Even with DNA, cases don't bring convictions

Many Baltimore cases have crumbled, Sun analysis shows

December 28, 2010|By Justin Fenton, The Baltimore Sun

Six times police had locked up Jaydee McNeil as a suspect in sexual attacks in Baltimore. Only once was the 31-year-old convicted, and his plea deal allowed him to walk out of the courtroom without serving prison time.

Detectives believed the seventh time would be different. This time, police had DNA evidence, recovered from a sweat shirt left at the scene 11 years earlier.

That " genetic fingerprint" has become the gold standard of the criminal courtroom, propelled to prominence by its featured role in popular television crime dramas. In Baltimore, jurors have taken an increasingly dim view of cases that lack DNA or other key forensic evidence, and prosecutors often must caution that not every trial produces damning genetic traces.

Yet even when it does, prosecutors still struggle to win guilty verdicts in cases involving sex crimes, an analysis by The Baltimore Sun reveals.

Of the 85 sexual assault cases involving DNAthat resulted in criminal charges over a three-year period in Baltimore, nearly 40 percent have been dropped. About 26 percent resulted in a conviction, and the rest are pending, according to an analysis of court records, along with a sampling of police investigative files obtained through the Maryland Public Information Act.

In McNeil's case, prosecutors dropped the charges because they say the alleged victim did not want to testify — an issue that has caused other sexual assault cases to crumble in Baltimore.

Sex crimes are notoriously difficult to prosecute, even with DNA evidence, and problems can be heightened in years-old, " cold" cases. Many victims who initially indicate that they will testifychange their minds as court dates near. Multiple postponements and a choked court docket mean that few cases go to trial, and plea deals bring relatively little prison time. Juries, meanwhile, are reluctant to believe the testimony of accusers who have criminal records.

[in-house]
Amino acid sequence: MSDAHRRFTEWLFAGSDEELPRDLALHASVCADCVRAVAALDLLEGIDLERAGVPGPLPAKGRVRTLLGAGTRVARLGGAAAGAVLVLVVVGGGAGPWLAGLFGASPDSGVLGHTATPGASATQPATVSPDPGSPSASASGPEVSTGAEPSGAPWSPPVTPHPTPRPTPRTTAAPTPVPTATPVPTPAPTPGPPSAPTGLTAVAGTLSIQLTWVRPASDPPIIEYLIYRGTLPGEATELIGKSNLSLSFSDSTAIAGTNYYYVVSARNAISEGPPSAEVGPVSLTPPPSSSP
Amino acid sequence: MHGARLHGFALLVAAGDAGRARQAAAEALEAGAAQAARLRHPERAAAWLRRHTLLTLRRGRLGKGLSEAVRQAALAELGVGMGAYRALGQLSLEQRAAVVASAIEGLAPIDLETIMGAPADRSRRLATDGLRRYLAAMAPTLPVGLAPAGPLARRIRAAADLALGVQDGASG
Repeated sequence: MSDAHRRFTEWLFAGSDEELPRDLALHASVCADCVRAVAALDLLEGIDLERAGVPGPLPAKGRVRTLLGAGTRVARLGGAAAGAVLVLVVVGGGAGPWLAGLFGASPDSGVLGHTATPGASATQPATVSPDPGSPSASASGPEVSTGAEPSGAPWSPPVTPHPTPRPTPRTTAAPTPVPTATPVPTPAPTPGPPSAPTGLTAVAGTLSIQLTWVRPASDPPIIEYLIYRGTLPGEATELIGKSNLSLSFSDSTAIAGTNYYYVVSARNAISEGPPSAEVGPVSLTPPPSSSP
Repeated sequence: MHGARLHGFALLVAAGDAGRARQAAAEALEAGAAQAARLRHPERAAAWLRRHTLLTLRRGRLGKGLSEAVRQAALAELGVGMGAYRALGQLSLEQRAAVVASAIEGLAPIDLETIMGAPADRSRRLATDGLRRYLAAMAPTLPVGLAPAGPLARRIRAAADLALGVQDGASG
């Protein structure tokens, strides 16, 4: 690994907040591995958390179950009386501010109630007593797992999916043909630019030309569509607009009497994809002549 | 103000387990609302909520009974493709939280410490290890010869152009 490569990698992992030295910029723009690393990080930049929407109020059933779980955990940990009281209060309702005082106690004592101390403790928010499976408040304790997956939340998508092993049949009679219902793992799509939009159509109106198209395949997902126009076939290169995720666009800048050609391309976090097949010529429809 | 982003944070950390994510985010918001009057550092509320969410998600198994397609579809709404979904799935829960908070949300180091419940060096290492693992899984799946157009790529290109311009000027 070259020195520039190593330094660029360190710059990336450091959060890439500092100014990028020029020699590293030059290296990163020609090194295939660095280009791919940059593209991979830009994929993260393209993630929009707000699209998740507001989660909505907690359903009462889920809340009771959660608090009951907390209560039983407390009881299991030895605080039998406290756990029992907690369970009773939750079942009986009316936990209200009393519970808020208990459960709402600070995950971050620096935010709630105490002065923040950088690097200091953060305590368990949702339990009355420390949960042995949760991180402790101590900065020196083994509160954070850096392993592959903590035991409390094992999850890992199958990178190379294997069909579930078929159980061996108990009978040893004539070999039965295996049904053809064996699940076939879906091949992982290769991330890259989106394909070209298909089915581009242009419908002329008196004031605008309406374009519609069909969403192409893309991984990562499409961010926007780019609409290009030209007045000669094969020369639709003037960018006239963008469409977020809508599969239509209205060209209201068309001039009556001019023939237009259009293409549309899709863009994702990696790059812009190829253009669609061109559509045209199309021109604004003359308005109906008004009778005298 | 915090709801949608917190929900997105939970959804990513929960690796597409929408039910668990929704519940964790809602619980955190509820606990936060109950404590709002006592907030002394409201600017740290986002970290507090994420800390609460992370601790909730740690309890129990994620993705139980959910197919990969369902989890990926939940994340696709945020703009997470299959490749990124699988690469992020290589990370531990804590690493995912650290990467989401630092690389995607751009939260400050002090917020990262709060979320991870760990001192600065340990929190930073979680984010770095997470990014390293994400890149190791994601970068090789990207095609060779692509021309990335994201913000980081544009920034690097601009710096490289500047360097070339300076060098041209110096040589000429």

"The court process isn't designed to make this easy for the victim," said Adam Rosenberg, executive director of the Child Abuse Center and a former city sex offense prosecutor. "We do a tremendous job protecting the rights of defendants, but the victims are thrown around. That's why some of these cases, no matter how good they are, end up getting pled out or dropped."

At best, law enforcement officials say, a DNA match can help prove that sexual contact took place. City prosecutors declined to discuss cases in detail, but said in a statement that the participation of an accuser in a case is required by the U.S. Constitution, with "no exceptions." Too often, they say, victims choose not to participate.

"The policy of the Baltimore City State's Attorney's Office has never been to force a survivor of a sexual assault to testify," the office said in a statement. "The state must have enough evidence to prove all elements of the crime of sexual assault and a [DNA] hit alone is not enough."

Baltimore's handling of rape cases came under fire this year, when a Sun investigation showed that the Police Department led the nation in the number of allegations that detectives had ruled "unfounded." City officials launched an audit that found that more than half of such cases over an 18-month period had been wrongly discarded by police.

The problem, police said privately, was partly an outgrowth of prosecutors' reluctance to try tough cases. The department declined an interview to discuss how police assemble charges, but said in a statement that DNA should be enough to move forward in some cases.

"Sometimes it can be the sole piece of evidence that makes or breaks a case and sometimes it alone is not enough," the statement said.

Meanwhile, defense attorneys say that sexual assault charges are too often filed before the facts have been established.

"In some ways, charging is their way of moving forward and trying to collect more evidence," said Allen Wolf, a public defender who worked in the state's forensic sciences division. "They have smoke, and by pushing ahead with the charges maybe they find out there's fire. And sometimes they're finding out there's not."

Digging into cases

The use of DNA evidence has gained momentum in Maryland in recent years. With increased funding from Gov. Martin O'Malley beginning in 2007, the state began clearing a backlog of more than 24,000 untested samples and later expanded collection of DNA to include all people charged with felonies. That work led to a flood of DNA matches to open cases — many that had long fallen off the list of priorities for detectives.

New leads took city detectives to Mississippi to re-interview one woman; another was located in California. All were tested for their recollection of the incident, shown photo lineups and asked whether they would cooperate with a prosecution.

There have been some successes as a result of that effort. Among those convicted, two people have received life sentences, and others have received an average of 20 years behind bars:

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